American Heritage® Dictionary of the English Language, Fourth Edition
- Chadwick, Henry 1824-1908. British-born American sportswriter who helped organize professional baseball. In 1869 he began an annual baseball handbook, which later became Spalding's Official Baseball Guide.
- Chadwick, Sir James 1891-1974. British physicist. He won a 1935 Nobel Prize for his discovery of the neutron.
- n. A surname.
- Of Anglo-Saxon/Norse origin: a combination of the modernised Old English given name Ceadda and the anglicised Old Norse word vík, which was introduced into England by Scandinavian settlers. (Wiktionary)
“What I like about Chadwick is that her research is meticulous but never in-your-face.”
“Paul Chadwick is a multiple Eisner and Harvey award-winning writer and artist.”
“Chadwick is a Raleigh contractor and motivational speaker for the Fellowship of Christian Athletes.”
“Television director Justin Chadwick has signed on to make his feature debut at the helm of the picture, which is based on a novel by Philippa Gregory ...”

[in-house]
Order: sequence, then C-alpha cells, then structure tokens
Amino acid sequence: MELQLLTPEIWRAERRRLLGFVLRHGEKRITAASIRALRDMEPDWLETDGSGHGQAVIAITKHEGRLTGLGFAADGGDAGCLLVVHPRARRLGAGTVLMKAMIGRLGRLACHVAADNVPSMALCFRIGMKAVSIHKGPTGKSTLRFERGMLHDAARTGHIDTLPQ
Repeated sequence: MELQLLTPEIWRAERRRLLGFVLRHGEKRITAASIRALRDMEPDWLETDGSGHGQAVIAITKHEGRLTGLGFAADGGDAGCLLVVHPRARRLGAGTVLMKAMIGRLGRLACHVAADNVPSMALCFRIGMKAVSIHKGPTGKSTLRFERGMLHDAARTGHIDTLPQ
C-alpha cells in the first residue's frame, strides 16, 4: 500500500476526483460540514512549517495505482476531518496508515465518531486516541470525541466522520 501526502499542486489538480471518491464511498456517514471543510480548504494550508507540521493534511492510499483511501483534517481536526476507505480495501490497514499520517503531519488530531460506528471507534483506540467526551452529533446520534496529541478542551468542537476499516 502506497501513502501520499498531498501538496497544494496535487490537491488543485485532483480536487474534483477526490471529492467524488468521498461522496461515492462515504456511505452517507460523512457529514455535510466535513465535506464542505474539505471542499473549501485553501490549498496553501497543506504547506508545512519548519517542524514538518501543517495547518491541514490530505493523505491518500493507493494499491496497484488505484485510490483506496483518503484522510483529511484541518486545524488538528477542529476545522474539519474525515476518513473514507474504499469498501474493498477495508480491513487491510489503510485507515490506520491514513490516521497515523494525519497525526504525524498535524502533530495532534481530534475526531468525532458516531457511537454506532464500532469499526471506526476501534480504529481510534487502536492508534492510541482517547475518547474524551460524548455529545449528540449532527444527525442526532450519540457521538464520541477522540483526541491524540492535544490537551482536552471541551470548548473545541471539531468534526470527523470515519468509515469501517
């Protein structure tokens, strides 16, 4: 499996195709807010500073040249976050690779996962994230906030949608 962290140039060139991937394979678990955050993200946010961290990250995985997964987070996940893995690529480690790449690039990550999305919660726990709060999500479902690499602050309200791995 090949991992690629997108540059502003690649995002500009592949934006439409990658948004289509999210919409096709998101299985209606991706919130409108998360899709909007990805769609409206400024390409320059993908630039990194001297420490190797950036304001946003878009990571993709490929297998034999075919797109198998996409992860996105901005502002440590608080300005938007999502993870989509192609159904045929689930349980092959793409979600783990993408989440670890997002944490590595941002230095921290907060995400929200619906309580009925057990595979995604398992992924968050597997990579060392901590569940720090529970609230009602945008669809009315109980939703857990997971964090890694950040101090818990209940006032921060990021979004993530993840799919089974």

“As the inventor of the scoring system and the box score, Chadwick is clearly Allan's spiritual godfather.”
“Blankenship hit tight end Austin Chadwick for 25 yards to the”
“Emma Lowstadt Chadwick is a Swede whom we wish we might claim, since she is the wife of an American.”
“I called Chadwick back 7: 10 PM and left a message on his phone.”
“124 The minds that designed the experiments were, in Chadwick's account, separate from the eyes that recorded the results.”
“Arthur Friedman, the Rangers 'longtime statistician, dubbed Chadwick "The Big Whistle" in”
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